The effectiveness of calorie restriction or a ketogenic diet can be understood through analysis of its biochemistry. A landmark study by Nobel laureate Otto Warburg demonstrated neoplastic metabolic dependence on aerobic glycolysis for energy production 1).
A high-fat, low-carbohydrate diet, often referred to as a ketogenic diet (KD), has been suggested to reduce frequency and severity of chronic pediatric and adult seizures. A hypoglycemic state, perpetuated by administration of a KD, has been hypothesized as a potential aid to the current standard treatments of high-grade gliomas.
The ketogenic diet is the treatment of choice for epilepsy related to glucose transporter 1 deficiency syndrome and pyruvate dehydrogenase deficiency (expert opinion, level U recommendation) 2).
Treatment with KD resulted in a marked improvement in seizures and cognitive functions but its effect appeared to be less striking on the other neurological disorders of the patients. When the classic KD is not tolerated, an alternative to KD may be helpful 3).
The effectiveness is based on the “Warburg Effect” of cancer metabolism and the microenvironment of glioblastoma (GBM) tumors.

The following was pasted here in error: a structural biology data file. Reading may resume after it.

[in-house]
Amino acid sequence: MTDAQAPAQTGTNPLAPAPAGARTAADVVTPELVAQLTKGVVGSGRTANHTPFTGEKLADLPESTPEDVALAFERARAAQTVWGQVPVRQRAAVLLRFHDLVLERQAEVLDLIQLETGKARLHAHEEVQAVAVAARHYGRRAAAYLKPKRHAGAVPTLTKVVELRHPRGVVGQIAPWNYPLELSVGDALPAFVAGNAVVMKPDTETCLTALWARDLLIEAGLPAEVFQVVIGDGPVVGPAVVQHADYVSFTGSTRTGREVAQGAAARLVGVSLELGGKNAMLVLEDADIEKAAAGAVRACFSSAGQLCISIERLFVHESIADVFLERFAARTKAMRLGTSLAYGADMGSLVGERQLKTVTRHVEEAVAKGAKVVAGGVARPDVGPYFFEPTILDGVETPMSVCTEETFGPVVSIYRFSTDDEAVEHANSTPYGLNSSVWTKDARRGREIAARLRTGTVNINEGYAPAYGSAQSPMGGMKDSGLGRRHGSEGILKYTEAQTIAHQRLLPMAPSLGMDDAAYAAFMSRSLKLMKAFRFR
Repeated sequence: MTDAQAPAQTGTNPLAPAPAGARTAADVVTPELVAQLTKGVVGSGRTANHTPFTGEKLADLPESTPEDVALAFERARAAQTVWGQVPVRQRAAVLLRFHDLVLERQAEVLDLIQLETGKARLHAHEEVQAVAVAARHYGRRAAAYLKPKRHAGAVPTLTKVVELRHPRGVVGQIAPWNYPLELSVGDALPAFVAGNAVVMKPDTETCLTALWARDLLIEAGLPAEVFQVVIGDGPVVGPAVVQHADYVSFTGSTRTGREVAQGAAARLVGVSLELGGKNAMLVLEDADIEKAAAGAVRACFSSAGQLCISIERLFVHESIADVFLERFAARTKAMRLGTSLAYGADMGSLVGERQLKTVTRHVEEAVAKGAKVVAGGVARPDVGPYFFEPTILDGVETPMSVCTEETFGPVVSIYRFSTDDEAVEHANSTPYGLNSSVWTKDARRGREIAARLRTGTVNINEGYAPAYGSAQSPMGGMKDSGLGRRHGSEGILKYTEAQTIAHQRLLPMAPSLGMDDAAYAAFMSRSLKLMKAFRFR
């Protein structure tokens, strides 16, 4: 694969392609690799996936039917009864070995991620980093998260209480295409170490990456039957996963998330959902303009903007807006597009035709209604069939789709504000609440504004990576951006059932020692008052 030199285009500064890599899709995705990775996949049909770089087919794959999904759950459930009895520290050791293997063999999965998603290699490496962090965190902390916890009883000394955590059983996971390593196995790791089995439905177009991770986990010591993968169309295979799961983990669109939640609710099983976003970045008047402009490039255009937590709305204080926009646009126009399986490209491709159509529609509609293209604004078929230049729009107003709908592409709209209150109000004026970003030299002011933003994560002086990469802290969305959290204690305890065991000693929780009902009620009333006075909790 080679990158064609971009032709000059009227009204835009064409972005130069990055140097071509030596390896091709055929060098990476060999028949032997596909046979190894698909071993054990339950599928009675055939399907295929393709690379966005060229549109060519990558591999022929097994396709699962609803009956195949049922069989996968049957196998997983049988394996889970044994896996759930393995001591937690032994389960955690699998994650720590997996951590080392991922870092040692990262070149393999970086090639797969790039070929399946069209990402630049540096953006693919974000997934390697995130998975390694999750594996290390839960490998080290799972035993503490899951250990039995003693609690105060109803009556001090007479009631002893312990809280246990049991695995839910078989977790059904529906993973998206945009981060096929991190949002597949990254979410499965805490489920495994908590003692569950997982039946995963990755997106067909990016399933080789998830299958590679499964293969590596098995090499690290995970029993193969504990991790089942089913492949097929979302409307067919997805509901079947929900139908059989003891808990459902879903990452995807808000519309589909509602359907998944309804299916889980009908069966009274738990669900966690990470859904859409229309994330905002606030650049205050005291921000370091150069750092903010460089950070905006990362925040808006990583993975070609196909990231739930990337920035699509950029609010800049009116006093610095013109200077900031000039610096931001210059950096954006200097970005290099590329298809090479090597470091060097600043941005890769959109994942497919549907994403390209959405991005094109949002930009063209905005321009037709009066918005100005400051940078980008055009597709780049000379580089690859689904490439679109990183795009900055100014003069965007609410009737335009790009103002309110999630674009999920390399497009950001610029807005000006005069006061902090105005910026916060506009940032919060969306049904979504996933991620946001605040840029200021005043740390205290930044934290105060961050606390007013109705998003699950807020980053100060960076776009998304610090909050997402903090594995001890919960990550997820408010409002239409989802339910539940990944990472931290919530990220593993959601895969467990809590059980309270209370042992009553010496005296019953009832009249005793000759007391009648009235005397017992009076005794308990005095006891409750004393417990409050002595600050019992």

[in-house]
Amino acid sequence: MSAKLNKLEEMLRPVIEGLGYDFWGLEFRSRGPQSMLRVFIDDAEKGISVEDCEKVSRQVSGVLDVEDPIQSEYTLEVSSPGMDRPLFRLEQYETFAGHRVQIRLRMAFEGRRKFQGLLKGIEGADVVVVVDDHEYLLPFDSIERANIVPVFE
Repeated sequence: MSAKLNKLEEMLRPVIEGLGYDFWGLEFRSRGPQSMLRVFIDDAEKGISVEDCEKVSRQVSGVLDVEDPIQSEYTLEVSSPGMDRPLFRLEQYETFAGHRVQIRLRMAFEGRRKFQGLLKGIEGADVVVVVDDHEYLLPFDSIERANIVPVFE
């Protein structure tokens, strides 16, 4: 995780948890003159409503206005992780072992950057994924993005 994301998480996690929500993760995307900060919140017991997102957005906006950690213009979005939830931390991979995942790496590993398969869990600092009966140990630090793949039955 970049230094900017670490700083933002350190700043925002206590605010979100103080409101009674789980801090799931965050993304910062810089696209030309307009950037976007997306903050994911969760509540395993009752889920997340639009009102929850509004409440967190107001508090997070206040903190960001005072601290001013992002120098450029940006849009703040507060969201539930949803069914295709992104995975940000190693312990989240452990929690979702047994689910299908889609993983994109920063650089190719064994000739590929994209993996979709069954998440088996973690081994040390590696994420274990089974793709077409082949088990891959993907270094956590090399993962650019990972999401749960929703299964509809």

A consumed fat molecule (triacylglycerol) is catabolized into free fatty acids and eventually Acetyl-CoA. If increased fatty acid oxidation elevates the levels of Acetyl-CoA to surpass the capacity of the citric acid cycle, excessive levels of ketone bodies accumulate (Beta hydroxybutyrate (BHB) and acetoacetate (ACA)). Normal neurons and glial cells are able to metabolize BHB and ACA; however, neoplastic cells appear less able to utilize these sources for energy derivation. Cancer (CP1) cells also have markedly elevated levels of reactive oxygen species (ROS) that have been associated with angiogenesis and cell proliferation through mediation of vascular endothelial growth factor (VEGF) and hypoxia inducible factor 1 (HIF-1). Ketone bodies have been linked to ROS reduction in vivo. Due to tumor cells’ metabolic dependence on glucose and glutamate, elevated levels of ketone bodies in the intracranial region diminish glycolytic levels and inhibit angiogenesis.
A calorically-restricted diet administered to mice infused with a malignant mouse astrocytoma (CT-2A) or a human glioma (U87-MG) was effective in decreasing vascularity, increasing programmed cell death, and was associated with diminished levels of insulin-like growth factors 4).
Recent clinical findings have demonstrated that induced hypoglycemia and ketogenic diet are tolerable and can potentially be an adjuvant to standard treatments, such as surgery and chemoradiation. Other findings have advocated for KD as a malignant cell growth inhibitor, and indicate that further studies analyzing larger cohorts of GBM patients treated with a KD are needed to determine the breadth of impact a KD can have on GBM treatment 5)
The KD directly or indirectly alters the expression of several proteins involved in malignant progression and may be a useful tool for the treatment of gliomas 6).